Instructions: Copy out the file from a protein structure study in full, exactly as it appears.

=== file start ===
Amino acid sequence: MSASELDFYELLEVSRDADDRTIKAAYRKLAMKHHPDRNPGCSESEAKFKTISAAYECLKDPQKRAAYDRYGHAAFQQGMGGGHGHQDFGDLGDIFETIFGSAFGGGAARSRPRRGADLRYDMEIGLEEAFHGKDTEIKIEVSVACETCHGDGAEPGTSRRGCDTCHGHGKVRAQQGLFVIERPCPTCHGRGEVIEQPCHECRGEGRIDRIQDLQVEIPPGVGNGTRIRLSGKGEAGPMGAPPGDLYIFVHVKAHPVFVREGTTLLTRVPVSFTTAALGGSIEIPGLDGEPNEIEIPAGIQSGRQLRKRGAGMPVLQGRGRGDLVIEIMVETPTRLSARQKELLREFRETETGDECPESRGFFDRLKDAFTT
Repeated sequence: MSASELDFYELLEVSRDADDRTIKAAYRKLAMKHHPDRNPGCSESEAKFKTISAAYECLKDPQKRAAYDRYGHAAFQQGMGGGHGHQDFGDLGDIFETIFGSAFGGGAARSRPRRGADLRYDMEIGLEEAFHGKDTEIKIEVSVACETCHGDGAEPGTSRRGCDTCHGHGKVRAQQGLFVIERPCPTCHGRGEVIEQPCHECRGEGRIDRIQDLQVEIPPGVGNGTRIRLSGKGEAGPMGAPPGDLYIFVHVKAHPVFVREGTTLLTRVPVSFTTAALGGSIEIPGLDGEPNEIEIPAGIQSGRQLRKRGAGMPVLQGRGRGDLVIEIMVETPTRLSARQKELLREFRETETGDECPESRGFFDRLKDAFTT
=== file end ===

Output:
Amino acid sequence: MSASELDFYELLEVSRDADDRTIKAAYRKLAMKHHPDRNPGCSESEAKFKTISAAYECLKDPQKRAAYDRYGHAAFQQGMGGGHGHQDFGDLGDIFETIFGSAFGGGAARSRPRRGADLRYDMEIGLEEAFHGKDTEIKIEVSVACETCHGDGAEPGTSRRGCDTCHGHGKVRAQQGLFVIERPCPTCHGRGEVIEQPCHECRGEGRIDRIQDLQVEIPPGVGNGTRIRLSGKGEAGPMGAPPGDLYIFVHVKAHPVFVREGTTLLTRVPVSFTTAALGGSIEIPGLDGEPNEIEIPAGIQSGRQLRKRGAGMPVLQGRGRGDLVIEIMVETPTRLSARQKELLREFRETETGDECPESRGFFDRLKDAFTT
Repeated sequence: MSASELDFYELLEVSRDADDRTIKAAYRKLAMKHHPDRNPGCSESEAKFKTISAAYECLKDPQKRAAYDRYGHAAFQQGMGGGHGHQDFGDLGDIFETIFGSAFGGGAARSRPRRGADLRYDMEIGLEEAFHGKDTEIKIEVSVACETCHGDGAEPGTSRRGCDTCHGHGKVRAQQGLFVIERPCPTCHGRGEVIEQPCHECRGEGRIDRIQDLQVEIPPGVGNGTRIRLSGKGEAGPMGAPPGDLYIFVHVKAHPVFVREGTTLLTRVPVSFTTAALGGSIEIPGLDGEPNEIEIPAGIQSGRQLRKRGAGMPVLQGRGRGDLVIEIMVETPTRLSARQKELLREFRETETGDECPESRGFFDRLKDAFTT